Land Use and Ownership Pattern
The Wanchos have four types of land such as village land, jungle land, reserved forest land and agricultural land. The village land often termed as Hamting is used for the purpose of construction of houses and for kitchen garden where fruit trees are also grown. The agricultural land called Jang is utilised for farming agricultural products like paddy, millet and other crops. In the Jungle land called Jan, house-building materials like bamboo, palm (Toko) leaf trees are grown. The reserved forest land is called Nokling.
Specific village boundaries are assigned to the villagers and the land within the boundary of a village belongs to the village community as a whole. Within the overall ownership of community, individual holdings like the village land and cultivable land also exist. They also have holdings over jungle land. The chief of the village neither has the ownership of the land nor has the administrative right of supervision. The individual holdings can be transferred, alienated, sold, mortgaged, given as gift or leased by the owner to a native of the village only. Land cannot be transferred to outsiders and even to a Wancho not belonging to the village.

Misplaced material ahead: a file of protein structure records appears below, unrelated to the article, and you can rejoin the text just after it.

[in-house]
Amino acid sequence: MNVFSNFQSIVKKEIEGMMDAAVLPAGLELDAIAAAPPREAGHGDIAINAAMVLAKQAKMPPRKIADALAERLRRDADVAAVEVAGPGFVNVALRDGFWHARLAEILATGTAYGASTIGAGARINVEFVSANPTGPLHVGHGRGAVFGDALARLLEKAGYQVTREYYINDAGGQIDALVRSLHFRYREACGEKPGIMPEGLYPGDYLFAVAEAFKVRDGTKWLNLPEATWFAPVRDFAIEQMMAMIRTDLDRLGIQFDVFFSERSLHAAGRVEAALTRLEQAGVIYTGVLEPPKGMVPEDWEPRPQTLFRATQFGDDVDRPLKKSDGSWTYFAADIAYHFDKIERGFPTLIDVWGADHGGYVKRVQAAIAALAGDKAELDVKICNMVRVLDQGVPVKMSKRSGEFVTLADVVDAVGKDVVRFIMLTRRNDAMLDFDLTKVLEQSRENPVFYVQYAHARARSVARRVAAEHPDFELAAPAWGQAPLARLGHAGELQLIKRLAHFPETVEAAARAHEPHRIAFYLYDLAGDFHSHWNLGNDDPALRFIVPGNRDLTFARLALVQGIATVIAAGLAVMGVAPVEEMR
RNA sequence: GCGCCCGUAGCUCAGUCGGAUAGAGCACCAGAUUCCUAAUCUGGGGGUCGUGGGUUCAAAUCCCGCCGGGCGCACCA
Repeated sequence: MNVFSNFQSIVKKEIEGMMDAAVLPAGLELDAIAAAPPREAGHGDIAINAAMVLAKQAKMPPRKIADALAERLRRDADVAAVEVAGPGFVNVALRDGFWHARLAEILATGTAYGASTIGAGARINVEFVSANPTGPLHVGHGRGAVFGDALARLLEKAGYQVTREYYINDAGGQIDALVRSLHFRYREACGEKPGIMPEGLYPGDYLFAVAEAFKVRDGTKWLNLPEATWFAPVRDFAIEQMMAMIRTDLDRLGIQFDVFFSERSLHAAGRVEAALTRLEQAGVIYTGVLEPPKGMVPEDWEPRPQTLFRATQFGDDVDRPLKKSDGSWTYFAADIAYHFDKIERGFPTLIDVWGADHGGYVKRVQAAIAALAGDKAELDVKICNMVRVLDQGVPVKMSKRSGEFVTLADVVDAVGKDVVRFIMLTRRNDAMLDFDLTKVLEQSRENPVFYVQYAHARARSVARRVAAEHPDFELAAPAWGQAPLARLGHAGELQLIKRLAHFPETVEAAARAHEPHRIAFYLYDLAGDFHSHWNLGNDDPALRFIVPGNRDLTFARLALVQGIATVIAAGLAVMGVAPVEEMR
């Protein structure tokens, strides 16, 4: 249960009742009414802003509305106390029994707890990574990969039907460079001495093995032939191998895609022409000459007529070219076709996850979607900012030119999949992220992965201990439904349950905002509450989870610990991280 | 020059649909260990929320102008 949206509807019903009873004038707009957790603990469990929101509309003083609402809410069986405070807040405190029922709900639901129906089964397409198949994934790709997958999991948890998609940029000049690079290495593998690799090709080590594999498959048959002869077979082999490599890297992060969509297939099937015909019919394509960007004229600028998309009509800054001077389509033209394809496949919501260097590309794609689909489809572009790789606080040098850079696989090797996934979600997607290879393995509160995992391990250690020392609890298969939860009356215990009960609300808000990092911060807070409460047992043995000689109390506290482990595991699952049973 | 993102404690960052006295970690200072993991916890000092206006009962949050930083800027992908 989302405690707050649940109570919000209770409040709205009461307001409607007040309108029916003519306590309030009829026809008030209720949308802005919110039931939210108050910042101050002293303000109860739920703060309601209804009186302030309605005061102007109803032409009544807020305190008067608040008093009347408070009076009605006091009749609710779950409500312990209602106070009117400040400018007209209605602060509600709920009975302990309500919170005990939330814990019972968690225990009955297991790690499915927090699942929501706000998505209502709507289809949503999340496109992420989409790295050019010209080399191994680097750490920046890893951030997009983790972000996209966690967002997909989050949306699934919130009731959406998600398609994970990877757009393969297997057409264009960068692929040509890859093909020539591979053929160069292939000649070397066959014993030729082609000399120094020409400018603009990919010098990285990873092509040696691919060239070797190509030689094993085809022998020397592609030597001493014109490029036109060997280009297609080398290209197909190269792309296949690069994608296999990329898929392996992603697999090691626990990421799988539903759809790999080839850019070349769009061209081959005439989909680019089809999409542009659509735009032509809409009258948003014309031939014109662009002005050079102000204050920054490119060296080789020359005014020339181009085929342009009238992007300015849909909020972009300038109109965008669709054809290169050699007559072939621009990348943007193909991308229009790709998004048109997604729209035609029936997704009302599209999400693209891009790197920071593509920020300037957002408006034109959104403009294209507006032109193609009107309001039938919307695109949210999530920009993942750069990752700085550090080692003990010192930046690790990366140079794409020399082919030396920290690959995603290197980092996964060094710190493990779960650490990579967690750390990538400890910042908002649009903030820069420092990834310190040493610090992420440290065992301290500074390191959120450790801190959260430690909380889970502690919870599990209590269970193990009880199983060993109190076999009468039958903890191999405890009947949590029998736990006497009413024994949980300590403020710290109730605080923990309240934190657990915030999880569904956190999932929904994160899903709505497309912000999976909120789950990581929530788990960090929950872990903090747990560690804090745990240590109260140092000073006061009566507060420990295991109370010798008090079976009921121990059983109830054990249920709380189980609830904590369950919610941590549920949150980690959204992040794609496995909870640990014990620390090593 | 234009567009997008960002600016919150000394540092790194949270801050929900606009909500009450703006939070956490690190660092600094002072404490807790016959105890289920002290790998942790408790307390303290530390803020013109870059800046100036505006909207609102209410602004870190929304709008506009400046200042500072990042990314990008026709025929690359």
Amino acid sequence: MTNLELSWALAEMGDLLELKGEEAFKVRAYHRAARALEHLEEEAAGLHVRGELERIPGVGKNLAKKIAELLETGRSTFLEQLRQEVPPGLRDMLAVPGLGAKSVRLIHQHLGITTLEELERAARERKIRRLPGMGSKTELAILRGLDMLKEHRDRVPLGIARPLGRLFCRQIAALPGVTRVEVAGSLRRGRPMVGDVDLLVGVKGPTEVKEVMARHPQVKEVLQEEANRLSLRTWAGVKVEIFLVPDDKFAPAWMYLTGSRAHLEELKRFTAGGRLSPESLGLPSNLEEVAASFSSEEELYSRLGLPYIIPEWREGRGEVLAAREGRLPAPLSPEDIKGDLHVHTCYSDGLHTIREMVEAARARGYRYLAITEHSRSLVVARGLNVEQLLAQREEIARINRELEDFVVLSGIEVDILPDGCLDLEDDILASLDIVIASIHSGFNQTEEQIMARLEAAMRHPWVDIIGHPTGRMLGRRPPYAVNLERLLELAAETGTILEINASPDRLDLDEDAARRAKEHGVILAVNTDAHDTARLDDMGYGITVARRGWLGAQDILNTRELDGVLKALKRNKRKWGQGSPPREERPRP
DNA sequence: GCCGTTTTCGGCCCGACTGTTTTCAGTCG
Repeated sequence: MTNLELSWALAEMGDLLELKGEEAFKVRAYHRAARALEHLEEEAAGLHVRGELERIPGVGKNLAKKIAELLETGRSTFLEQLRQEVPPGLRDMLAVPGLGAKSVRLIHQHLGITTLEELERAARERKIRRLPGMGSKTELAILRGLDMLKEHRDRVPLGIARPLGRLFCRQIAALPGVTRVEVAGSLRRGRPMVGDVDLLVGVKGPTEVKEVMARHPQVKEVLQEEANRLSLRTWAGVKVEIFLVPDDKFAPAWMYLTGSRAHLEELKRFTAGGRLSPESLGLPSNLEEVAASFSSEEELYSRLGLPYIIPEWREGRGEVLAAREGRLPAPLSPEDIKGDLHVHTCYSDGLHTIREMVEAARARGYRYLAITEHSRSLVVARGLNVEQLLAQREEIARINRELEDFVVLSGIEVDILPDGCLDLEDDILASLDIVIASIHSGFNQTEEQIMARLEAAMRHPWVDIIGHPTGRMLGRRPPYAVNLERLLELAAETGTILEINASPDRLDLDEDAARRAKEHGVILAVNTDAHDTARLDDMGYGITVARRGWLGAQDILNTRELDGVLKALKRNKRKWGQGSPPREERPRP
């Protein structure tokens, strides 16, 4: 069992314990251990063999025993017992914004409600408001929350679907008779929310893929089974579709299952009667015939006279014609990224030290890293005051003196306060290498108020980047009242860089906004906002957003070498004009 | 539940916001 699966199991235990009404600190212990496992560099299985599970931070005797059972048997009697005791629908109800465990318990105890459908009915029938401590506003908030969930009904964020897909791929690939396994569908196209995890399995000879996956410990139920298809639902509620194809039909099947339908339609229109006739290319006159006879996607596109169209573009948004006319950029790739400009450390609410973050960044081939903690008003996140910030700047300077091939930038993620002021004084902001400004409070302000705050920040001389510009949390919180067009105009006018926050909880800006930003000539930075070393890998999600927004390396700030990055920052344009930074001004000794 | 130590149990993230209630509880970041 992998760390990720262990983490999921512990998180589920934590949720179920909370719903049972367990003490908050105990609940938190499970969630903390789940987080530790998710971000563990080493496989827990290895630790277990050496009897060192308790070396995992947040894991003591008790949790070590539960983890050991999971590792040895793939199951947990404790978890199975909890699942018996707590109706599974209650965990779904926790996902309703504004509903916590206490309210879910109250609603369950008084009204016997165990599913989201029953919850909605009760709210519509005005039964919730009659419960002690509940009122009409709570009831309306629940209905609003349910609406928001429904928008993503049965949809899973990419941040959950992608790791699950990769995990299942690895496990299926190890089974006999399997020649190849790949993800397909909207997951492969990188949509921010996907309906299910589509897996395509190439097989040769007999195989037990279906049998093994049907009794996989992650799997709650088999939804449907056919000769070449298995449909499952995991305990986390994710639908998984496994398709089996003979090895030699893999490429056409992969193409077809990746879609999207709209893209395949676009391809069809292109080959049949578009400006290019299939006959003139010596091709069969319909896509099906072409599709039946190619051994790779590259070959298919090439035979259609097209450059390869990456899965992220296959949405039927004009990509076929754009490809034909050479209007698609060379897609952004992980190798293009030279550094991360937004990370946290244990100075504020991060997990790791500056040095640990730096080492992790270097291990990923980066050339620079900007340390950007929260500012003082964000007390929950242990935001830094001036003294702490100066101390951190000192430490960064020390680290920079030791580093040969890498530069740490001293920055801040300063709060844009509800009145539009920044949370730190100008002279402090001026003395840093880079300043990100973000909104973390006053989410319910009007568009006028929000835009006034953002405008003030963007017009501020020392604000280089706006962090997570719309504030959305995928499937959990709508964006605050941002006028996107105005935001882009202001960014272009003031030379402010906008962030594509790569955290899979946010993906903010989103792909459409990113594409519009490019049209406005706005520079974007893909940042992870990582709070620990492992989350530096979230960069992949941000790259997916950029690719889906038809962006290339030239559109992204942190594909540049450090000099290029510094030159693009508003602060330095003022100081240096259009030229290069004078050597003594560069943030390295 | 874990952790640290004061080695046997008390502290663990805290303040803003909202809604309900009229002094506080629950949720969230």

Plots of Jhum marked separately and bestowed to individual villagers are cultivated for nine to ten years depending upon the number of plots. Each plot is cultivated for two successive years. If one year millet is grown the second year paddy will be grown. The Chief's plot is the largest and the best. Those who do not have plots of land in the jhum field, cultivate on lease basis.
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